Siempre es Hoy: Celebrating the Vibrant Mexican Music Scene
A compelling and vibrant art show is currently on display at the Orange County Center for Contemporary Art in Santa Ana. The show, entitled “Siempre es Hoy,” runs until November 24, with a special closing reception from 6-11 pm. You must RSVP for the closing festivities (by emailing email@example.com), and I highly recommend it based on how fun, lively and interesting the opening reception was.
“Siempre es Hoy” vividly documents the Mexican music scene through a diverse group of intimate photographs of musicians and concert audiences. The title of this exhibit, which translates to “Forever is Today,” was taken from an album title by Argentinian musician Gustavo Cerati. The title perfectly captures the immediacy felt within these photographs of those fleeting, centering, vulnerable, and unifying human moments, which can be felt in the middle of a song- whether you’re a concert goer or the performer on stage. I have never before been to an art show that made me feel the same excitement I feel about both going to concerts or performing in them. These photographs uncannily capture those moments when time stops and all that matters is a whole crowd and band singing a song that touches their hearts. In those moments, music melts superficial cultural barriers away, and forever truly feels like now. Soaking in this exhibit will remind you why music matters.
I had the privilege of speaking with the curator of this exhibit Sali Heraldez, who is the creative director of Sol Art Radio. Heraldez discussed the musical inspiration and passion behind this show and its potential touring future.
Can you tell me a bit about the initial inspiration behind this show?
The idea and inspiration to produce and curate a show like “Siempre es Hoy” came from being in the Rock in Spanish/Latin Alternative music scene for many years. We used to have a gallery space called SolArt Gallery Café for many years and so we figured that we have the experience curating shows and the access to gallery space at the Orange County Center for Contemporary Arts. But overall the music itself inspires me.
Also the show is named after an album by Gustavo Cerati, the Argentine front man for the famous Soda Stereo band in the 90’s. Gustavo Cerati has been in a coma since 2010 and we thought giving the show this name would represent the feeling we have towards these artists and promoters of our cultural experiences. I think a lot of people were affected by the news and continue to feel a deep connection with Gustavo Cerati as he recovers. I see people post on our “Siempre es Hoy” page that say “wake up Cerati” and “Cerati is great!” We really wish him to be well.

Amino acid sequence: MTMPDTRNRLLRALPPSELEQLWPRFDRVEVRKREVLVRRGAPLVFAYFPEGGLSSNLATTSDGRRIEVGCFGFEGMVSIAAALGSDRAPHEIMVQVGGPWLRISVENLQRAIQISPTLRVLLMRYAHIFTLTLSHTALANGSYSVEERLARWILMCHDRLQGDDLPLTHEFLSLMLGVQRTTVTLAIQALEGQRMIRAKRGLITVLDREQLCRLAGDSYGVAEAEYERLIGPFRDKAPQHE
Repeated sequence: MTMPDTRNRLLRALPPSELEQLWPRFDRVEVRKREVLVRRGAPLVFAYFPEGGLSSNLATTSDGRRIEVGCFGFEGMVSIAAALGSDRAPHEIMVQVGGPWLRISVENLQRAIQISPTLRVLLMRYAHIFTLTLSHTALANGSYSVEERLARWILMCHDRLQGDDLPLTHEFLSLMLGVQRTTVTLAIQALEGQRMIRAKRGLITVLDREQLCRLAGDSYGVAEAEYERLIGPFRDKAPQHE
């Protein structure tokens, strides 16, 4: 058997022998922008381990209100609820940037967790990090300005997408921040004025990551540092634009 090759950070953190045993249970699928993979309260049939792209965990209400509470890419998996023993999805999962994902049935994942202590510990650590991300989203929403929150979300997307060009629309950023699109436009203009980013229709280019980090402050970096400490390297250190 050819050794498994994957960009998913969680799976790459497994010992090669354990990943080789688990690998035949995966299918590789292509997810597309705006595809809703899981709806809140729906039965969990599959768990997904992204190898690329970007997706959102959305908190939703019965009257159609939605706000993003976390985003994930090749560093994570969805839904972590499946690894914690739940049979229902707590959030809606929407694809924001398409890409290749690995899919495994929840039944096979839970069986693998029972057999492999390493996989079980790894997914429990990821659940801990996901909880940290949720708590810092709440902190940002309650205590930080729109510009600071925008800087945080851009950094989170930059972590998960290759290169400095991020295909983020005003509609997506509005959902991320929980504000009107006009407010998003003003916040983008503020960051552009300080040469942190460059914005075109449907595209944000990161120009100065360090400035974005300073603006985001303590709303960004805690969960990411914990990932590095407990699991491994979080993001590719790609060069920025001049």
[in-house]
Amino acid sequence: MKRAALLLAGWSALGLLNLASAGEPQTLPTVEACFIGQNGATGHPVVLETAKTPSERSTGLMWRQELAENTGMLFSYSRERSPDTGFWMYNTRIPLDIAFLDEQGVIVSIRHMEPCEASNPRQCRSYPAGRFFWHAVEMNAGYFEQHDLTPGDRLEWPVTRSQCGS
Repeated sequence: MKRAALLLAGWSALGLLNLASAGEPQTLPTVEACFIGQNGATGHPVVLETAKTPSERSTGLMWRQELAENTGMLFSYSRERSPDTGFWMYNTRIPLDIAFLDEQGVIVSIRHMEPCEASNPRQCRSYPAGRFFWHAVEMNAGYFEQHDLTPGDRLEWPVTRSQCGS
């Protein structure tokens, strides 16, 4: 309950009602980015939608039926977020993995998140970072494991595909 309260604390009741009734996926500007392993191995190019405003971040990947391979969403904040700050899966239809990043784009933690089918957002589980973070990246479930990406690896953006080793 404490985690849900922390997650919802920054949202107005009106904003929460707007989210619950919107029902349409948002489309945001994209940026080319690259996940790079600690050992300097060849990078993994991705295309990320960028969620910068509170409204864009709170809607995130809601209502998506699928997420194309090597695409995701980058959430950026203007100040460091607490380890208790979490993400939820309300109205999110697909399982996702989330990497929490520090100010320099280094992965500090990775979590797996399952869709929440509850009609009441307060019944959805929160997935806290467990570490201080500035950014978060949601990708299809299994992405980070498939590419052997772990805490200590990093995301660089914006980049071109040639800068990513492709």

Is this the first show of this kind that you have curated?
Yes, it’s the first show of its kind. I figured it would take a lot of sorting through images and putting something like this together, but I partnered with La Banda Elastica, a Rock/Latin Alternative Magazine who are the pioneers of the Latin Rock scene in the U.S. The photographer for La Banda Elastica, Maria Madrigal, has been documenting the Latin rock music scene for 20 years scene. We put our resources together and put together the initial format for the show, which we hope will be received in other cities.
I have heard there is a possibility that this show might tour. Where the show might be going?
Well, we are looking into taking the show to the LAMC (Latin American Music Conference) which takes place in New York as well as taking it to the SXSW Music festival in Austin, Texas next year. The show was very well received here in Santa Ana and we are sure people will enjoy it in other places, especially in music centered venues.
How did you choose the photographers that you featured in this exhibit?
The photographers were invited to present, mostly friends and colleagues in the industry that Maria Madrigal and Emilio Morales of la Banda Elastica were in touch with. Part of our SolArt Radio Project involves touring with Mexican Latin Alternative bands and so our graphic designer/videographer, Carla Zarate Suarez has a few images in the show.
I am very interested in how much music can mean to a culture. It can be like a glue that holds together a culture or a counterculture. I am from Ireland and I have seen first hand how different it is to play a show in Ireland versus the US, with regards to how receptive the audience is. How is the music scene different in Mexico from here in Southern California?
Definitely glue. At the opening reception I saw people/fans and ex-band members of huge bands in the scene from 15-20 years ago show up with their families and have a sort of reunion at the space. It’s like we all lived in a moment and are visiting a shrine of sorts dedicated to our musical gurus (laughs). But in all seriousness, the quantity of people in concerts in Mexico impressive! I have been to music festivals where everyone is in this sort of elevated moment singing- in tune- to every single song presented by every single artist, new and old. Here in California, I think people respond the same, though in less quantity, because a lot of us are fans who listen to the Latin Alternative/Rock genre, (and) are also equally fans of The Smiths, Siouxie and the Banshees, Bob Dylan, and the Beatles, etc. We have this wave of feeling in two languages. It’s a great feeling and definitely gives us a scene of community and communion like nothing else.
The other interesting aspect of the Latin/Rock scene is that most of the bands that we listen to first start in Mexico City. So, you have bands from Chile, Colombia, Argentina, Peru, Spain and the U.S. starting off in their home towns but sort of “graduating” to Mexico City. If the fans in Mexico City accept them then they will be embraced here in the US musical community. Mexico City is a sort of Mecca for musicians-it’s truly wonderful.